Marc Schuster, Rainer Glauben, Carlos Plaza-Sirvent, Lisa Schreiber, Michaela Annemann, Stefan Floess, Anja A. Kühl, Linda K. Clayton, Tim Sparwasser, Klaus Schulze-Osthoff, Klaus Pfeffer, Jochen Huehn, Britta Siegmund, Ingo Schmitz The atypical NFkB inhibitor IkBNS mediates regulatory T cell development by regulating Foxp3 induction Immunity, 2012

The research group "Systems-oriented Immunology and Inflammation Research" explores the molecular processes that make immune cells tolerant to the body's own tissues. This includes especially the cellular suicide program apoptosis.The Helmholtz Centre for Infection Research (HZI):

At the Helmholtz Centre for Infection Research in Braunschweig, scientists are studying microbial virulence factors, host-pathogen interactions and immunity. The goal is to develop strategies for the diagnosis, prevention and therapy of human infectious diseases.
http://www.helmholtz-hzi.de/en

The Otto von Guericke University Magdeburg:

One of the Otto von Guericke University Magdeburg Medical Faculty's research emphases is "Immunology including molecular medicine relating to inflammation". The goal is to develop new therapeutic approaches and deliver them to the patient.
www.uni-magdeburg.de

Helmholtz Centre for Infection Research

Related Immune System Articles from Brightsurf:

How the immune system remembers viruses
For a person to acquire immunity to a disease, T cells must develop into memory cells after contact with the pathogen.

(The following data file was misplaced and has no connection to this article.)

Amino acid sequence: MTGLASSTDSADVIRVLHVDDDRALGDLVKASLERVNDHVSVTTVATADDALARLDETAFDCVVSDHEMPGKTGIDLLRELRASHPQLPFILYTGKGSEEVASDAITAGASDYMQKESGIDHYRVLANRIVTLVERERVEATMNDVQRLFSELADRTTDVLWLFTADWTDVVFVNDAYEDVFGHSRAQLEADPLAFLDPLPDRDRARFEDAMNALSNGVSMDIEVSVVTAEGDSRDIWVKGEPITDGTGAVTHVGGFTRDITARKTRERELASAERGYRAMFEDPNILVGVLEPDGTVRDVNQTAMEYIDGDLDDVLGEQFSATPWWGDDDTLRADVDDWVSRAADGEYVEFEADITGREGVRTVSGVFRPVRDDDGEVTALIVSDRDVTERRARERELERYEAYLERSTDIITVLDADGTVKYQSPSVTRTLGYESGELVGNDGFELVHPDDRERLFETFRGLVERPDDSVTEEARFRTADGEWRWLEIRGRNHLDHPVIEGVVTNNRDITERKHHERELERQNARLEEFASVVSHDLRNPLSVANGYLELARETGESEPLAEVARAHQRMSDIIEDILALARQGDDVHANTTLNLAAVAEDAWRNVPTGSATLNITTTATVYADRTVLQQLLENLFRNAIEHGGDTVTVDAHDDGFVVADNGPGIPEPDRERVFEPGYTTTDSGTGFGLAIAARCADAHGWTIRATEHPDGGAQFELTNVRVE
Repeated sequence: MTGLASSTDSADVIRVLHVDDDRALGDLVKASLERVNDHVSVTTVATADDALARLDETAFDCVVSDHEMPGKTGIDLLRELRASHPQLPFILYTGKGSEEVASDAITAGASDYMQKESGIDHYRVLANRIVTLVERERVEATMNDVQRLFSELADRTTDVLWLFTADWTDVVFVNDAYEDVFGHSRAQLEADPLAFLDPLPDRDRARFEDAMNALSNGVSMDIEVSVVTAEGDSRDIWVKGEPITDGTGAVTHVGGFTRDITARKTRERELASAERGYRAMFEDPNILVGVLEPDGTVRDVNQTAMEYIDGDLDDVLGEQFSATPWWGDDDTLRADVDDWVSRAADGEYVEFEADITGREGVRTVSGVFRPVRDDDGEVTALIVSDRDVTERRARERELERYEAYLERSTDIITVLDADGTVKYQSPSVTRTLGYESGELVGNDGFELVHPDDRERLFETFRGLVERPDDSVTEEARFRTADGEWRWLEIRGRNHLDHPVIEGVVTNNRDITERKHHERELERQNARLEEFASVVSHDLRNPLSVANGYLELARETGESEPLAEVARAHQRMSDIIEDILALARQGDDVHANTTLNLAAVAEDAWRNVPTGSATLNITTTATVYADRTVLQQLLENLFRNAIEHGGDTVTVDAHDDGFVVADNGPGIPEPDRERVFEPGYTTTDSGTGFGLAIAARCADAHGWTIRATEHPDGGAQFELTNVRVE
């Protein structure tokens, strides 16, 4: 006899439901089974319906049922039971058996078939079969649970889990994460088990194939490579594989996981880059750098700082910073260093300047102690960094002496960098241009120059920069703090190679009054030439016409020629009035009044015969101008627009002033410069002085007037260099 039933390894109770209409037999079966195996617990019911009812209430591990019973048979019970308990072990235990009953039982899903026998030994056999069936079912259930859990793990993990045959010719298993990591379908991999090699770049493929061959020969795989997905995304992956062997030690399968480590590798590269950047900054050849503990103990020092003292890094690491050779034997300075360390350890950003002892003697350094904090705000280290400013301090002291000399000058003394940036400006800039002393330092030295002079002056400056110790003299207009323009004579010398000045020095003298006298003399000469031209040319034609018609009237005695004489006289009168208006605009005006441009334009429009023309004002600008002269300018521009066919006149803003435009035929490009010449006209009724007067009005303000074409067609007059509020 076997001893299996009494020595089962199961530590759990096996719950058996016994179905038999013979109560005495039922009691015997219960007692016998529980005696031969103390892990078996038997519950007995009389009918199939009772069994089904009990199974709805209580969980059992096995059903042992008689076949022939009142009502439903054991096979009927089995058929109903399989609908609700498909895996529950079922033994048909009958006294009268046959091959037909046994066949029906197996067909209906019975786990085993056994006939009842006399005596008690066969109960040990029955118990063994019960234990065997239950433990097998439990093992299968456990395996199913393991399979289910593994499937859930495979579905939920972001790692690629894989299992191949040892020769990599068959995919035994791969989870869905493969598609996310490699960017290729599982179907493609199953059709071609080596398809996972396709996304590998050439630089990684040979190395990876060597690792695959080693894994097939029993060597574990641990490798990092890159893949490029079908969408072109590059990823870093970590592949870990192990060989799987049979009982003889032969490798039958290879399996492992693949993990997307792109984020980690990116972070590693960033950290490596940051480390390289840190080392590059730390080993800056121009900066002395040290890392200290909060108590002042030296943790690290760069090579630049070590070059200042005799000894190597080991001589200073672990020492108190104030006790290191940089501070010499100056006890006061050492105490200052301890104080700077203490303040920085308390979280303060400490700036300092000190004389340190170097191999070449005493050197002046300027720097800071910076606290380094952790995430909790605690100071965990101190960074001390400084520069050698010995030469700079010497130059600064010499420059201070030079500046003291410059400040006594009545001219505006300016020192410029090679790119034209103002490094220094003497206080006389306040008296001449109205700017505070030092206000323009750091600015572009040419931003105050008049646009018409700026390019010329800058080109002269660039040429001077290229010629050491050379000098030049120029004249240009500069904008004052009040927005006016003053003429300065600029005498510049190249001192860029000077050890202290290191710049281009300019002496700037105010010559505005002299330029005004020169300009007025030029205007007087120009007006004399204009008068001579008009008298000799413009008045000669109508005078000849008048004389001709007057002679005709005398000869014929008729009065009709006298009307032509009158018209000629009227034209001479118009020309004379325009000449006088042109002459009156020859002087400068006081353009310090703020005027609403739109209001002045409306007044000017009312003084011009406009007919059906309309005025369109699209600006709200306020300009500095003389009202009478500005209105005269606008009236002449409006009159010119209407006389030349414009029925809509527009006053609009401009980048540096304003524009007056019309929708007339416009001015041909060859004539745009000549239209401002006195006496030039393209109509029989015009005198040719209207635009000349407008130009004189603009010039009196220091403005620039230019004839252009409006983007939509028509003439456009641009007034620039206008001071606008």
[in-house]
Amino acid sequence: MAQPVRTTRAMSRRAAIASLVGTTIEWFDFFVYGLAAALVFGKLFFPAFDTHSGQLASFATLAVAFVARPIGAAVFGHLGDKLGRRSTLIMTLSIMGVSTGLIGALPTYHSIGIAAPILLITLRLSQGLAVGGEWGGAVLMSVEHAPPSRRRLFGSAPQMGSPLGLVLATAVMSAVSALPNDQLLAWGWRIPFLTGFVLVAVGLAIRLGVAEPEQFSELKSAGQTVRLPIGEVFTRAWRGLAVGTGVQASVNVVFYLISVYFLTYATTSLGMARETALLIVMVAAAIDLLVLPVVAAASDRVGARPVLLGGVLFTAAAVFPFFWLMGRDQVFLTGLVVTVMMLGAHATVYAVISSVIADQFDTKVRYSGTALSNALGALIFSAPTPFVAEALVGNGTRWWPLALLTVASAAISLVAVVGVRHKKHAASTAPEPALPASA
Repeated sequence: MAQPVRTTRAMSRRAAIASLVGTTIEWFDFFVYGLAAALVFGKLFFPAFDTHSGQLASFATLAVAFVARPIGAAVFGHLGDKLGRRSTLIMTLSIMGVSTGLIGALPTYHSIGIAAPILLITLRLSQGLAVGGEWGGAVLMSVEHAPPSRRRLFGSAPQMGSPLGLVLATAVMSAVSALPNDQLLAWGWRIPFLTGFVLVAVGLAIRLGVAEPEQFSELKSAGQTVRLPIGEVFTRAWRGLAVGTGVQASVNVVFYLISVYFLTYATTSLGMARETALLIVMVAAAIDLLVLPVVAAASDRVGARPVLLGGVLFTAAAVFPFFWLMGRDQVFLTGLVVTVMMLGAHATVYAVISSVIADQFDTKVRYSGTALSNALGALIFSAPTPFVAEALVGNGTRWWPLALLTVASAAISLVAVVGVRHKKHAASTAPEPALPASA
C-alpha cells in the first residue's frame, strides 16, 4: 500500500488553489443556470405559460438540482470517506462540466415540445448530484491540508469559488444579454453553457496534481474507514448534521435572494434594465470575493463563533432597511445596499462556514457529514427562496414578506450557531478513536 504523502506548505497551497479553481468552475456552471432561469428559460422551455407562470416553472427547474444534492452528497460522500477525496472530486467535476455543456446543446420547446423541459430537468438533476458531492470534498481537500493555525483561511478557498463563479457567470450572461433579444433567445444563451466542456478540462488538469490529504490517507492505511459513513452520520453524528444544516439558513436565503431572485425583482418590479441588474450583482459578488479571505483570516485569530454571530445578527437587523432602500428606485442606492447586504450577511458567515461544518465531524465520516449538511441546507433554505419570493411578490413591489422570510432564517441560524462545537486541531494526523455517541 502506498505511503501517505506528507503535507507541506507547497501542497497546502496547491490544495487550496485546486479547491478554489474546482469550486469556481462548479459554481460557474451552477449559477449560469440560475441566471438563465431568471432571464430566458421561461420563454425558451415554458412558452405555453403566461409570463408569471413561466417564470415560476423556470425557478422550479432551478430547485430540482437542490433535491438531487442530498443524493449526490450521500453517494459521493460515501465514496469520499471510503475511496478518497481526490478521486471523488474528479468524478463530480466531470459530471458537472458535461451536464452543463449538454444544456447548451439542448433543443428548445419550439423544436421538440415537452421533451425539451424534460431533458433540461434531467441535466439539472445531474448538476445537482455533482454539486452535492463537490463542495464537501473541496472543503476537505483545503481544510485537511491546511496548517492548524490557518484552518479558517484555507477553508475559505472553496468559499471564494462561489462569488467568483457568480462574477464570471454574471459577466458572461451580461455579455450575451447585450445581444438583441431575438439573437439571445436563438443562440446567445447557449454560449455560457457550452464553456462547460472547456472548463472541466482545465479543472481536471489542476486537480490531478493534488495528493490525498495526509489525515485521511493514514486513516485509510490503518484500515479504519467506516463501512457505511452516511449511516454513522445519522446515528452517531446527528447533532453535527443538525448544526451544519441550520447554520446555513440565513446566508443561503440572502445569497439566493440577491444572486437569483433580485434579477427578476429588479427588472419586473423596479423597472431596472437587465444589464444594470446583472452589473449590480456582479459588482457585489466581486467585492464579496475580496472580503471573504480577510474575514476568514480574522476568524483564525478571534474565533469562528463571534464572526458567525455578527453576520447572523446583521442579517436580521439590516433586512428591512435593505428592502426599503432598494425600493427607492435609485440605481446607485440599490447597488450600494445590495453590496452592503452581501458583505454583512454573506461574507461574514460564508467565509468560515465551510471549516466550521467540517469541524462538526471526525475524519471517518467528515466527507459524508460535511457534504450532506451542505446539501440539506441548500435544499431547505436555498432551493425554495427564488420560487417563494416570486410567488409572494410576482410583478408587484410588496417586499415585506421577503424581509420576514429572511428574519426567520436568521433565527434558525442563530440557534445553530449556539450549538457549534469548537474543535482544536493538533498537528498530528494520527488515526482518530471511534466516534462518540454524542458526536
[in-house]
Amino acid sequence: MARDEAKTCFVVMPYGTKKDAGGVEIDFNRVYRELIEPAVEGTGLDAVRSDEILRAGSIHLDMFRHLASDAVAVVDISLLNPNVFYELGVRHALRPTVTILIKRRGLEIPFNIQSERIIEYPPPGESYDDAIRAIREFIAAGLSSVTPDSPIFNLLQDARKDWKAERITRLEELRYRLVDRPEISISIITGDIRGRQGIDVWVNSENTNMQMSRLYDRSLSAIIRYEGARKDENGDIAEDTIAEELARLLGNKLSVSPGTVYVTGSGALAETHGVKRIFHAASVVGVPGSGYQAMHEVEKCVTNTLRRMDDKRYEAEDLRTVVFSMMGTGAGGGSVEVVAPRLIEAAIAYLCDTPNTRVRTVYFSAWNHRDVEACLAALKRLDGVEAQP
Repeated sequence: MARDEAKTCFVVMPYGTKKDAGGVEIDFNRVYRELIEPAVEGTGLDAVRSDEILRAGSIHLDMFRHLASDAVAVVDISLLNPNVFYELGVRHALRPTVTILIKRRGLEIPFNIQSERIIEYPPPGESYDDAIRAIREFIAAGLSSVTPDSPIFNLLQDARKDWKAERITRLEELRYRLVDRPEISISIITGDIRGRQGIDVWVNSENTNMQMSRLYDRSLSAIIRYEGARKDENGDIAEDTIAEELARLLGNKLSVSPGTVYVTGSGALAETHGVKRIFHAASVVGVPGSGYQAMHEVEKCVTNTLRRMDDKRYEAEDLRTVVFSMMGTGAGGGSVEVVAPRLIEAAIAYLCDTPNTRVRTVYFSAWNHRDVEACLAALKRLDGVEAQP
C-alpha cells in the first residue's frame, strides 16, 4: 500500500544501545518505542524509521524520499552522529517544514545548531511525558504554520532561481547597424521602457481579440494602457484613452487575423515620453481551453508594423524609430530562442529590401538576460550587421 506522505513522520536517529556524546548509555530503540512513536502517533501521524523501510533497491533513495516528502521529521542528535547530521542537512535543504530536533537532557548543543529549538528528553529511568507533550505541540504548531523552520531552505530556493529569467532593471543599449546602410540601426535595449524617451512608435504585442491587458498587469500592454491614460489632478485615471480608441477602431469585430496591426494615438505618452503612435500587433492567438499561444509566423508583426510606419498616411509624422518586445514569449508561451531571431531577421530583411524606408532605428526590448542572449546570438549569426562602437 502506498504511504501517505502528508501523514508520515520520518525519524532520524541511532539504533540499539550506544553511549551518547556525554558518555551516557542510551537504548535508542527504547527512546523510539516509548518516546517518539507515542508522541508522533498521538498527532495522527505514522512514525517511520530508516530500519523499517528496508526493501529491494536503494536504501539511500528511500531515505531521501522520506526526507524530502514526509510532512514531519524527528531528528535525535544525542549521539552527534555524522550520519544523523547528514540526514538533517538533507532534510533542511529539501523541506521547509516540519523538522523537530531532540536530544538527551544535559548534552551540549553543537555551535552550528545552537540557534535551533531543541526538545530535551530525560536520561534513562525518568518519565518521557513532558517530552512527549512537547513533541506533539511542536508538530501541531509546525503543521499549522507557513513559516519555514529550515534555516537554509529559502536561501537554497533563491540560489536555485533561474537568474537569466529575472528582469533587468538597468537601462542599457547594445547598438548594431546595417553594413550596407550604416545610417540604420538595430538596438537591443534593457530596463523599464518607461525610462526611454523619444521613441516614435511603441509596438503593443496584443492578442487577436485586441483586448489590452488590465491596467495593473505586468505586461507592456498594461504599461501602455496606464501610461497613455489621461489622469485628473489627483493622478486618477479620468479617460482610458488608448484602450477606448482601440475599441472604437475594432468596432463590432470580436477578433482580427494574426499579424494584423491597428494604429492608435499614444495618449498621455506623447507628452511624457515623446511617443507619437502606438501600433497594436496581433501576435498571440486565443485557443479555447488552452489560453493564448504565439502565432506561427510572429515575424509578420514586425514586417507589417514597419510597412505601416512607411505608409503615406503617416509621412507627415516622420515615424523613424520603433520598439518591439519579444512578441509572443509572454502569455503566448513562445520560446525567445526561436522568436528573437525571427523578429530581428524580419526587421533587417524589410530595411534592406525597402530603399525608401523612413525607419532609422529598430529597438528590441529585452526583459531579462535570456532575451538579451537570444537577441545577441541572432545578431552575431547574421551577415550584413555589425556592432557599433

How does the immune system develop in the first days of life?
Researchers highlight the anti-inflammatory response taking place after birth and designed to shield the newborn from infection.

Memory training for the immune system
The immune system will memorize the pathogen after an infection and can therefore react promptly after reinfection with the same pathogen.

Immune system may have another job -- combatting depression
An inflammatory autoimmune response within the central nervous system similar to one linked to neurodegenerative diseases such as multiple sclerosis (MS) has also been found in the spinal fluid of healthy people, according to a new Yale-led study comparing immune system cells in the spinal fluid of MS patients and healthy subjects.

COVID-19: Immune system derails
Contrary to what has been generally assumed so far, a severe course of COVID-19 does not solely result in a strong immune reaction - rather, the immune response is caught in a continuous loop of activation and inhibition.

Immune cell steroids help tumours suppress the immune system, offering new drug targets
Tumours found to evade the immune system by telling immune cells to produce immunosuppressive steroids.

Immune system -- Knocked off balance
Instead of protecting us, the immune system can sometimes go awry, as in the case of autoimmune diseases and allergies.

Too much salt weakens the immune system
A high-salt diet is not only bad for one's blood pressure, but also for the immune system.

Parkinson's and the immune system
Mutations in the Parkin gene are a common cause of hereditary forms of Parkinson's disease.

How an immune system regulator shifts the balance of immune cells
Researchers have provided new insight on the role of cyclic AMP (cAMP) in regulating the immune response.

Read More: Immune System News and Immune System Current Events
Brightsurf.com is a participant in the Amazon Services LLC Associates Program, an affiliate advertising program designed to provide a means for sites to earn advertising fees by advertising and linking to Amazon.com.